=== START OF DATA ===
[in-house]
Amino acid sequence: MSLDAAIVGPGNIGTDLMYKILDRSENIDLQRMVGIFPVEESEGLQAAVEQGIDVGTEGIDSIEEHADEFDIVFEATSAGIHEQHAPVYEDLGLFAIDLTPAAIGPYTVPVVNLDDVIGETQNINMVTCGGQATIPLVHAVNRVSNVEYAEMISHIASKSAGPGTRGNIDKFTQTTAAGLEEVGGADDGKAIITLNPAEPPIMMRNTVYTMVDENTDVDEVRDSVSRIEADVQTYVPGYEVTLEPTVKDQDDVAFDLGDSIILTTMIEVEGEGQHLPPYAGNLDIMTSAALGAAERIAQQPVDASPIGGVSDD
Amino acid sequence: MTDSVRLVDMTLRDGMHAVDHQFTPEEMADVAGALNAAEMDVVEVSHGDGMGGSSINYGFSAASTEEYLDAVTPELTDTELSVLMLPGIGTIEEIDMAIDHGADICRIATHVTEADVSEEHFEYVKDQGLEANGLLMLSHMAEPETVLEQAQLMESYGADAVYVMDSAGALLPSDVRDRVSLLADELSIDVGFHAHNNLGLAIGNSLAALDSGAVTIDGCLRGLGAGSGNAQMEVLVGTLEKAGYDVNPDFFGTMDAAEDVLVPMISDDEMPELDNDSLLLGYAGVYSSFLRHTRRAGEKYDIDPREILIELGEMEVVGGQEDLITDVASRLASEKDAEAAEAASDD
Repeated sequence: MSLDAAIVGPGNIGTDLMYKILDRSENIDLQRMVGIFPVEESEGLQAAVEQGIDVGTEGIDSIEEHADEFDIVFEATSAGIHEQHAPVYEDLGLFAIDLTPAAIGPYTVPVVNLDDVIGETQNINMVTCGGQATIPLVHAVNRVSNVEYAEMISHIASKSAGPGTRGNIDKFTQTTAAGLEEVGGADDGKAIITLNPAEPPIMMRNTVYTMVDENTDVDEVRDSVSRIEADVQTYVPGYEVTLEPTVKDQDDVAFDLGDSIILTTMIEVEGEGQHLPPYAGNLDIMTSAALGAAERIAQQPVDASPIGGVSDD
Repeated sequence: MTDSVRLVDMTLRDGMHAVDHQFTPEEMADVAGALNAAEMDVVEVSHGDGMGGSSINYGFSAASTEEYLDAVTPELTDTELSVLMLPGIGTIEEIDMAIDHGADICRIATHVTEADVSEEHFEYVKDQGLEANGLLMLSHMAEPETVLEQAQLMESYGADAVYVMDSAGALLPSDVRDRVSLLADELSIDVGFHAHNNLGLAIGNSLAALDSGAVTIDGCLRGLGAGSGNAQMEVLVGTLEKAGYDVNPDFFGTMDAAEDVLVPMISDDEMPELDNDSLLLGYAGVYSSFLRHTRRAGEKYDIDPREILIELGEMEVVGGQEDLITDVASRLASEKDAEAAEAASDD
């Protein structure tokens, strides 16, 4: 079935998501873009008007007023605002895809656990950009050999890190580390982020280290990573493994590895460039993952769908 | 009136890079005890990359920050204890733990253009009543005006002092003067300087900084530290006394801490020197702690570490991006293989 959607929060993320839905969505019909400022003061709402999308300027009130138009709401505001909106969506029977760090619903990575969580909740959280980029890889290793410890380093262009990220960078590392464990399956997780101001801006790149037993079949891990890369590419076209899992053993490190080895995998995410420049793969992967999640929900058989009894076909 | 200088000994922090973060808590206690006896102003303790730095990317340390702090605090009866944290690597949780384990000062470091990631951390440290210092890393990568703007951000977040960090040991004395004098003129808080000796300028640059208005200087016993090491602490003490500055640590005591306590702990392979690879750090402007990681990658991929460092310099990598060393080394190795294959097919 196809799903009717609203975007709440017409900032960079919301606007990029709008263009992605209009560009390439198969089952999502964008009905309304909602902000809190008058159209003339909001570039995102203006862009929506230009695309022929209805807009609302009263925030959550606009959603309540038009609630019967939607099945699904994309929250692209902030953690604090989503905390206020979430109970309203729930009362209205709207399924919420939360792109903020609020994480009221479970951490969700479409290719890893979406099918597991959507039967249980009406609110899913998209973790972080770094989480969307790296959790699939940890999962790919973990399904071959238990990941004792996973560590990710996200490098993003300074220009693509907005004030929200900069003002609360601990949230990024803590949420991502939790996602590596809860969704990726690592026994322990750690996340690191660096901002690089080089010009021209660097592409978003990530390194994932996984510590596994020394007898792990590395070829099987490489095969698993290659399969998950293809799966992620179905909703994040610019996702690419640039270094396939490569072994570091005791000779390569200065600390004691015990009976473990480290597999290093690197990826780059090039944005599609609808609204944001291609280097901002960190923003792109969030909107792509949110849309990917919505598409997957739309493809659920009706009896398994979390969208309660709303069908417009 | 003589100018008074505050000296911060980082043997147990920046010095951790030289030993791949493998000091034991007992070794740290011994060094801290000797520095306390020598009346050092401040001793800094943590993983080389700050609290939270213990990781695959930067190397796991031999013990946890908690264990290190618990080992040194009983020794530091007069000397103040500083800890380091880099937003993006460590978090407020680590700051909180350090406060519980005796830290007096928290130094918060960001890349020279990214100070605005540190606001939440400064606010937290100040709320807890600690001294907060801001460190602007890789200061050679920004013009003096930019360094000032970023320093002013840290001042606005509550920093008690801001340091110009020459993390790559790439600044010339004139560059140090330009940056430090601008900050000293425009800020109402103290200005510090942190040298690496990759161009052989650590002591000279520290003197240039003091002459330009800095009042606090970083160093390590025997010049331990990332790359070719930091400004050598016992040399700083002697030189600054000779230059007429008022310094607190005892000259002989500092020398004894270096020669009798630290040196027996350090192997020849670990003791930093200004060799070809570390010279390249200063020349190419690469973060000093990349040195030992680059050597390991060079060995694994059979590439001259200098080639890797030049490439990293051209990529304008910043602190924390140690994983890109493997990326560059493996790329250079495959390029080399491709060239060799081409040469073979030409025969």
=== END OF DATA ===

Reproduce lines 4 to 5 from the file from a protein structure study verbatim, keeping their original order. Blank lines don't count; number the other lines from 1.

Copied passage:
Repeated sequence: MSLDAAIVGPGNIGTDLMYKILDRSENIDLQRMVGIFPVEESEGLQAAVEQGIDVGTEGIDSIEEHADEFDIVFEATSAGIHEQHAPVYEDLGLFAIDLTPAAIGPYTVPVVNLDDVIGETQNINMVTCGGQATIPLVHAVNRVSNVEYAEMISHIASKSAGPGTRGNIDKFTQTTAAGLEEVGGADDGKAIITLNPAEPPIMMRNTVYTMVDENTDVDEVRDSVSRIEADVQTYVPGYEVTLEPTVKDQDDVAFDLGDSIILTTMIEVEGEGQHLPPYAGNLDIMTSAALGAAERIAQQPVDASPIGGVSDD
Repeated sequence: MTDSVRLVDMTLRDGMHAVDHQFTPEEMADVAGALNAAEMDVVEVSHGDGMGGSSINYGFSAASTEEYLDAVTPELTDTELSVLMLPGIGTIEEIDMAIDHGADICRIATHVTEADVSEEHFEYVKDQGLEANGLLMLSHMAEPETVLEQAQLMESYGADAVYVMDSAGALLPSDVRDRVSLLADELSIDVGFHAHNNLGLAIGNSLAALDSGAVTIDGCLRGLGAGSGNAQMEVLVGTLEKAGYDVNPDFFGTMDAAEDVLVPMISDDEMPELDNDSLLLGYAGVYSSFLRHTRRAGEKYDIDPREILIELGEMEVVGGQEDLITDVASRLASEKDAEAAEAASDD